Violin sonata Kv.304
The fourth sonata in the Mannheim violin-sonatas is always regarded as a special one. From the 36 sonatas that Mozart wrote for this violin-piano repertoire, this is the only one which is written in the minor key. It was written during the time that his mother died, in Paris. Again this Sonata has two movements, it is suggested that Mozart kept the rules of Johann Christian Bach who made it his rule to write in this form, though none of his sonatas for solo piano which were written in the same time, have two movements.
The first movement of this Sonata starts with both hands and the violin playing the same melodic line. A very rhythmical element is played afterwards to complement the melodic part of the theme. The piano closes the first section with a different theme. With this conclusion, we start with the second theme. This theme is built upon repeating notes and dotted rhythmical patterns. These are elements that bring Drama into the music. Especially the way one interprets these repeating notes is one of the key elements of the movement. What is also important to note is that Mozart wrote many things together for both instruments. And the use of counterpoint, for example before the repetition, one can note that the music becomes denser than before, making each line as important as the other.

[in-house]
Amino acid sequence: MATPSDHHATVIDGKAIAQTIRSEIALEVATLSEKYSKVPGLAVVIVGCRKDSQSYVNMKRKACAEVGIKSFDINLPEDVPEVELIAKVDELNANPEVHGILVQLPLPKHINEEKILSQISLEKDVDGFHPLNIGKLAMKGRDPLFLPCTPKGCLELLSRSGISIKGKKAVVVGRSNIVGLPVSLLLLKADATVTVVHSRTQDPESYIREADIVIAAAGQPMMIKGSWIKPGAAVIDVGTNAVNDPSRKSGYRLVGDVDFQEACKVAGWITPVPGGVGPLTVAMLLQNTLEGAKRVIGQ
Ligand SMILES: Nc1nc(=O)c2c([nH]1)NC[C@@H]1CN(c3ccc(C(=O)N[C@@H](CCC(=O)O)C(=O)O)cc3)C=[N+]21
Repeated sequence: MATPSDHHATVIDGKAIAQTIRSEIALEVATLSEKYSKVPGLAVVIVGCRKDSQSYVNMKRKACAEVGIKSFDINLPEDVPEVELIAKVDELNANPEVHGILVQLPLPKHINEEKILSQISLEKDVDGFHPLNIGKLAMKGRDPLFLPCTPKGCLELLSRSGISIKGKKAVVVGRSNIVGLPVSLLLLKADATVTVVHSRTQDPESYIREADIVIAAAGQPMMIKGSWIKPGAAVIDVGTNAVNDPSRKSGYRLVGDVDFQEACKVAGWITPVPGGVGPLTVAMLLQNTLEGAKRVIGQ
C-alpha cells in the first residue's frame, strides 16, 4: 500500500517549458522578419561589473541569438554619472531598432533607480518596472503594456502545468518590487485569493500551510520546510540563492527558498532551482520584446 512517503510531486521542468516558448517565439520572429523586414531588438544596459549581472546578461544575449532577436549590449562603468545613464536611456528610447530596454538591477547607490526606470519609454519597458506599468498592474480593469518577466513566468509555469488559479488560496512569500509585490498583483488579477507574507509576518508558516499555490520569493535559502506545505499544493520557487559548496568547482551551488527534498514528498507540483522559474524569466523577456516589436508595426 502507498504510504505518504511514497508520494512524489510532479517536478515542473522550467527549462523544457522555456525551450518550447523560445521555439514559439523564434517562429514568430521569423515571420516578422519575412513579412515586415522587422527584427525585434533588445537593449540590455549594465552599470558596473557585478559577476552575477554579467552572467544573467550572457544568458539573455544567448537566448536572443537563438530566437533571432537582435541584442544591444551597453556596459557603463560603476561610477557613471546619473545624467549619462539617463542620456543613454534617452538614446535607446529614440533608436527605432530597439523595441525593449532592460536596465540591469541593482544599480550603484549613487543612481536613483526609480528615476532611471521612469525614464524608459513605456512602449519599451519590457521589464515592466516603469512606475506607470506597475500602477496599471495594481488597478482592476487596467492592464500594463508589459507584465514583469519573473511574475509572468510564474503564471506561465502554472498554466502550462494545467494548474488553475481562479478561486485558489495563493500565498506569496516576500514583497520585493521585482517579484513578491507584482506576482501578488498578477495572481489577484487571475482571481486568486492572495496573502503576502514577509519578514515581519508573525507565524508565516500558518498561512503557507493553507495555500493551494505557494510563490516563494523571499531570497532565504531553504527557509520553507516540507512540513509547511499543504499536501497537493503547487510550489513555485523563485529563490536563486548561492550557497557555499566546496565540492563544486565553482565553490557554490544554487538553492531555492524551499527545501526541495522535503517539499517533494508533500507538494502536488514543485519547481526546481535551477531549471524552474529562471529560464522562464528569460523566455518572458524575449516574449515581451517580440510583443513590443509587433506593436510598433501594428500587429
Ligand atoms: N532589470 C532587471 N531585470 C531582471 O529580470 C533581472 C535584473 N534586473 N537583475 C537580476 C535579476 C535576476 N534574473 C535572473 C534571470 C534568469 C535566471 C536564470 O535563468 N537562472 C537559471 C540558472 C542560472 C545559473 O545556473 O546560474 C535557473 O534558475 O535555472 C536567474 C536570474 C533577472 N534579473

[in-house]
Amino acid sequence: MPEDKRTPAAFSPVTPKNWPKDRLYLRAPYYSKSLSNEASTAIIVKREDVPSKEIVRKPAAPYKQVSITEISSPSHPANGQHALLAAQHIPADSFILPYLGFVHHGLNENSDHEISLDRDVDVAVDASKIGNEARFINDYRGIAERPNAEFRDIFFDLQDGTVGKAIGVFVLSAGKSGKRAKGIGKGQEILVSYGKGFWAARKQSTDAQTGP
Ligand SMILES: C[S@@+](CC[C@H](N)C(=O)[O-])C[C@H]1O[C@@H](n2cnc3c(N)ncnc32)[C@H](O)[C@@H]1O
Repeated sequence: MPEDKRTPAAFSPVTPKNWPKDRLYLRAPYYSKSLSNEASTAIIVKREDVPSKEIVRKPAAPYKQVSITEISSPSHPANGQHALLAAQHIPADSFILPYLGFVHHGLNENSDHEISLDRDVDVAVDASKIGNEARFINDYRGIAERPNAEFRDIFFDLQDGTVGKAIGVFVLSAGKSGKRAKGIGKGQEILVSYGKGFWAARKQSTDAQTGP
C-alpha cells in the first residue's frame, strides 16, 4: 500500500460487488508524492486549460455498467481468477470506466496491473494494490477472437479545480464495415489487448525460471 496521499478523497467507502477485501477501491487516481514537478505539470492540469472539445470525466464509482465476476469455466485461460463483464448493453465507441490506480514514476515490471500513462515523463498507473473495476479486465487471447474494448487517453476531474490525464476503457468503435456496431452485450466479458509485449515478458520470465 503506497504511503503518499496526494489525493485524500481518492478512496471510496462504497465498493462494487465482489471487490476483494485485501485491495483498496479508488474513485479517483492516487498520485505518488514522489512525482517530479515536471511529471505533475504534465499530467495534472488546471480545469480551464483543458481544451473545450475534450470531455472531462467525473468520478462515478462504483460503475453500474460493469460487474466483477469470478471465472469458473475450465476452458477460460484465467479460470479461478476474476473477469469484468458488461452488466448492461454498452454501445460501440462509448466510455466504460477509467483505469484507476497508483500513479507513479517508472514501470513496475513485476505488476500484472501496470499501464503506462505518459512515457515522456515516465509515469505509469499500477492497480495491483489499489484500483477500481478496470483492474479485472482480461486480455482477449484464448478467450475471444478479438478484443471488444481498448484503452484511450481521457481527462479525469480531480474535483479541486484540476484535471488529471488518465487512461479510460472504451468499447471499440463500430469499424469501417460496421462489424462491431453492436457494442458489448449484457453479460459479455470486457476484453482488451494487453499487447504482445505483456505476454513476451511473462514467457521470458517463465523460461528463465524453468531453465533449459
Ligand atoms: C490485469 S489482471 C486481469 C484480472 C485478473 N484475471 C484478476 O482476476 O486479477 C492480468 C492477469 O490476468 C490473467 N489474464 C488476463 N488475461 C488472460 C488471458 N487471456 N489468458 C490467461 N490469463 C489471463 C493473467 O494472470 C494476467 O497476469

The second movement is, like the Kv.302, in a 'Tempo di Menuetto' without the Trio section. This movement is written, again in E minor but has a very different affect. It is more optimistic and has a whole section in the E major key that is one of the most beautiful parts in the repertoire of violin-piano repertoire, ever written. Mozart wrote again in a denser way than before which can be seen at the entrances of the melodic line. Normally Mozart would finish the phrase and start the repetition or another phrase after the other phrase was done. In this sonata the counterpoint and canonic way of treating the melodies is implied, making it more playful than ever for the performers. The structure of the accompaniment is also written in a more counterpoint style, with voices going against each other, rather than a 'simple' broken chord. The conclusion of the sonata ends with a big statement in e minor and the rhythmical pattern is clearly not traditional with keeping the Menuet dance, with the 3rd beat emphasis.